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Compare the great depression and to the great recession - Essay Example

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Interestingly, both economic crises share several variables. Hence, it is imperative to study the factors that caused and prolonged the…
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Compare the great depression and to the great recession
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Essay 26 September Comparison of the Great Depression to the Great Recession Undeniably, the Great Recession is the most significant economic disaster to hit the American and global economies after the Great Depression. Interestingly, both economic crises share several variables. Hence, it is imperative to study the factors that caused and prolonged the Great Depression, in order for a quick recovery from the Great Recession. In addition, the former claim that only developing nations suffer from economic crises has proven false in the face of actual events. Therefore, it is integral to realize, that no economic model can so far save us from financial instabilities (Samuelson).
After the speculative boom of the 1920’s, Americans invested great amounts in the stock market. However, these were primarily financed through loans and almost two-third of the nominal value of stocks was represented by loans in 1929. Accelerated share prices motivated greater investment as people speculated that share prices would continue to escalate. Consequently, an economic bubble developed and the margin buying meant that investors would incur great losses if the market took a downturn. Similarly, the Great Recession resulted from speculation about mortgages and securities. It was a consequence of providing loans for homeownership to uncredit-worthy people. Mortgage loans were secured with mortgaged securities; so because of margin buying, banks were on the verge of bankruptcy when the market went into recession. Milton Friedman in his book, A Monetary History of the United States advocates that the Great depression was not a consequence of the economic cycles, tariffs or the Wall Street Crash (Friedman and Schwartz). In fact, what thrust the country into depression was the collapse of banks and financial institutes. Apparently, the same can be said for the Great Recession.
More than the actual effects of the Wall Street Crash of 1929, the psychological effects deterred investment in the capital markets. In turn, business security affects job certainty so that is why a decrease in capital investment led to a decrease in consumption. However, the Wall Street Crashes did cause bankruptcies, restriction on credit, failing businesses, rising unemployment, decreased money supply and the like. Likewise, the Great Recession led to a decline in international trade, increased unemployment, and dropping commodity prices.
The chain of events from significant federal spending to tax increases only aggravated both the crises. Thus, the leaders targeted the scapegoats such as the Wall Street Bankers for the crises. Roosevelt labelled them as economic royalists. Furthermore, he accused American investors for their capital strike, as investment came to a halt. Obama followed their example and held the Wall Street Bankers and other corporate investors as responsible for the Great Recession. He censured the bankers, oil corporations, and health insurance businesses for earning ever increasing profits (Folsom).
In 1933, it was proved that majority of top executives of banks had lent loans to Latin countries which were financed through securities sold to unsuspicious investors. Additionally, these executives received tremendous interest free loans and it was rampant amongst Wall Street’s elite class to buy stocks at shockingly low rates. What was even more unfortunate was that the largest bankers had evaded taxes after the Great Depression. This led to the implementation of Glass-Stegall Act that separated commercial and investment banking. Unfortunately, economists believe that the Great Recession occurred due to returning to those unfettered financial policies combined with partial implantation of Glass Stegall Act. Therefore, Wall Street’s role seems overstated in both the crisis (Woolner).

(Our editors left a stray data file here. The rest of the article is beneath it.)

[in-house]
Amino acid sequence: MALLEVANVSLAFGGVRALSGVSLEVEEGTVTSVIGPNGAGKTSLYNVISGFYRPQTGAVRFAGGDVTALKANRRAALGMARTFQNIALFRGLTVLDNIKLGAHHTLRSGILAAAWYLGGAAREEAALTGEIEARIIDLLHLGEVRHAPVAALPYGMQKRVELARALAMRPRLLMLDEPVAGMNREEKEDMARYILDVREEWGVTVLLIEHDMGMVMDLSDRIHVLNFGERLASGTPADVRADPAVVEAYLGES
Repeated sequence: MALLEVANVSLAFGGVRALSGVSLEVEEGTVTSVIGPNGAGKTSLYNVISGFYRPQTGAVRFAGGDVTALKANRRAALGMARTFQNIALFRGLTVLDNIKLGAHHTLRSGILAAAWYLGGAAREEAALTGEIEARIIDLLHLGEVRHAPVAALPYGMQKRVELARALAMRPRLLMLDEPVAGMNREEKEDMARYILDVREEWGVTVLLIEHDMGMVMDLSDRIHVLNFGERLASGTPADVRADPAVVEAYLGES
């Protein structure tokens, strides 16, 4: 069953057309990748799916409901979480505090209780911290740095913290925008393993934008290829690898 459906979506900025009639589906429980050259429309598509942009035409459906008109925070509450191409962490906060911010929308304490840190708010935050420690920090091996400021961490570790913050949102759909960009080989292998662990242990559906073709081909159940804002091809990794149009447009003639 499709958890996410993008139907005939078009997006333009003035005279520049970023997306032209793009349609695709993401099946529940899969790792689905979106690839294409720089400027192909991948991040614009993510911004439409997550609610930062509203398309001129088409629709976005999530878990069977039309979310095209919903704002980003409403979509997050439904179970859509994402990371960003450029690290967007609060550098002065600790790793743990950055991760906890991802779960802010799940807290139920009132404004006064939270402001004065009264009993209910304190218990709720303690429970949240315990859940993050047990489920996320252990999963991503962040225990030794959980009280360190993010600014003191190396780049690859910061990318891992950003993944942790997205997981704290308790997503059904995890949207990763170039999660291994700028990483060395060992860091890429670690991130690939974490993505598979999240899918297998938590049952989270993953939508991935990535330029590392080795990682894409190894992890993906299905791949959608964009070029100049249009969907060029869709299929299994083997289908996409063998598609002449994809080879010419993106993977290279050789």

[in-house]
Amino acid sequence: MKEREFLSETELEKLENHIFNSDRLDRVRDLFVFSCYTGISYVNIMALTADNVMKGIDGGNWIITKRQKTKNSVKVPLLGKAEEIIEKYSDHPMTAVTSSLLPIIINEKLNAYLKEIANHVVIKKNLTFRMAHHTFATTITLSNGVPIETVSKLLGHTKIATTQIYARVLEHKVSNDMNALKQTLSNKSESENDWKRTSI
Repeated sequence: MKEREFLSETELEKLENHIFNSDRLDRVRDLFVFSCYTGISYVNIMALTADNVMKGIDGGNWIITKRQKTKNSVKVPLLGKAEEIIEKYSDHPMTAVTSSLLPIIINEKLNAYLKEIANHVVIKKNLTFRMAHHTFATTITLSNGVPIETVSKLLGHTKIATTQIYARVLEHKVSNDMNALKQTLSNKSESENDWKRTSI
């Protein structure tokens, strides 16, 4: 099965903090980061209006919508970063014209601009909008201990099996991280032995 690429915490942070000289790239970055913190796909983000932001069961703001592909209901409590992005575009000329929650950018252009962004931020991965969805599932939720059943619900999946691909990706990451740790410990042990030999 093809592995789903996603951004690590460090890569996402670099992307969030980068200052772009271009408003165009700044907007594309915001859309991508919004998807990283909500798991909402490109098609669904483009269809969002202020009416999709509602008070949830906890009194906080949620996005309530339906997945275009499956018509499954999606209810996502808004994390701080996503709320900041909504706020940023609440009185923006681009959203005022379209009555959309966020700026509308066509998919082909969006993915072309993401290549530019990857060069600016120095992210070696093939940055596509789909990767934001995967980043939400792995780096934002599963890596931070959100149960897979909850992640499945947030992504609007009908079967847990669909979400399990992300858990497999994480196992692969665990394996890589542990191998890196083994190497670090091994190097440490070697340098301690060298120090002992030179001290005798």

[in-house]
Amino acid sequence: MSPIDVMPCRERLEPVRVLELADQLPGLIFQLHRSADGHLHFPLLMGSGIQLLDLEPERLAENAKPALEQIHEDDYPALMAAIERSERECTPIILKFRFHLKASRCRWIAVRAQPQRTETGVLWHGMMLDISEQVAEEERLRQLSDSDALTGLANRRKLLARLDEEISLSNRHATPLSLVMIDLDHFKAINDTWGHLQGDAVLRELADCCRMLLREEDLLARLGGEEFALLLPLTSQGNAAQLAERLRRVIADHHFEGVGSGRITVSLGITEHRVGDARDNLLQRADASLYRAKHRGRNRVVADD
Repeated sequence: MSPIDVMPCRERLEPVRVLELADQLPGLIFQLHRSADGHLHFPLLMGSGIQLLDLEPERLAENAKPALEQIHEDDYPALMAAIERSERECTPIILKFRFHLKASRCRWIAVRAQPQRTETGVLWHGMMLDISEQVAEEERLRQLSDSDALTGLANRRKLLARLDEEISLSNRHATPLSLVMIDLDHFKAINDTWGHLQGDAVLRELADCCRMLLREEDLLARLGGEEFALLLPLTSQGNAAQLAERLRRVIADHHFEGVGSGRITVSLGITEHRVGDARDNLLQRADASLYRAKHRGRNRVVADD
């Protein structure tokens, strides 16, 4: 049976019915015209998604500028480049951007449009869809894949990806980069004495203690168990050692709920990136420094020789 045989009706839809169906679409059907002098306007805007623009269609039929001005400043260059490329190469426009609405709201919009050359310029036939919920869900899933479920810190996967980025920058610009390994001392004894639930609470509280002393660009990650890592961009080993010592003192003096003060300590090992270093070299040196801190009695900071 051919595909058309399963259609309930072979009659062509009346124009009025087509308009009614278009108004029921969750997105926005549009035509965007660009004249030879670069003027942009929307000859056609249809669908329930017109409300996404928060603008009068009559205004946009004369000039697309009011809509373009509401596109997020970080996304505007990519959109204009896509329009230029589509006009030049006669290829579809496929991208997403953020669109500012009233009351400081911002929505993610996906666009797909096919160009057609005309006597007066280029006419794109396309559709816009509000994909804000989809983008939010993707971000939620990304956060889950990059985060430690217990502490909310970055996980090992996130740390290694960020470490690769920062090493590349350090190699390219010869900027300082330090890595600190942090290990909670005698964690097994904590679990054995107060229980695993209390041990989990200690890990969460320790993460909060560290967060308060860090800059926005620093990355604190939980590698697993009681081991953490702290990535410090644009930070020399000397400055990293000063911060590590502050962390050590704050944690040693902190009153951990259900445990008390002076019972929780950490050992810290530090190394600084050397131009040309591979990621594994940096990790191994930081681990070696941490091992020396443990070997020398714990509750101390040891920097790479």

Although, the underlying causes for both economic crisis appear similar yet fundamental dissimilarities exist. For instance, US dollar based on gold reserves in the 1930’s is opposed to the free-floating currency of today. The Great Recession led to volatility in the gold market; in contrast, gold market was relatively steady during the Great Depression. Moreover, the Great Depression ensued in deflation whereas the Great Recession has resulted in inflation. Largely, the global financial organizations recovered much quickly after the Great Depression in contrast to the Great Recession. Now, the economy has set into a liquidity trap where monetary reforms have failed in the recovery of the economy. Furthermore, the Dow Jones Industrial Average, consumer price index, and unemployment rates also vary between the periods of 1930s and today. Despite the volatile fluctuations during the past few years, there have not been any record-breaking drops matched with 1930’s when DJIA fell by 8.4%.
Works Cited
Folsom, Burton W. “Comparing the Great Depression to the Great Recession.” The Freeman ideas on liberty (2010). Print.
Friedman, Milton and Anna Jacobson Schwartz. A Monetary History of the United States, 1867-1960. New York: Princeton University Press, 2008. Print.
Samuelson, Robert J. “Rethinking the Great Recession.” The Wilson Quarterly surveying the world of ideas December 2011.Print.
Woolner, David. “The Senate’s Dimon Hearing Was Sadly No Pecora Commission.” June 2012. Next New Deal The Blog of Roosevelt Institute. Thursday September 2012 . Web. Read More
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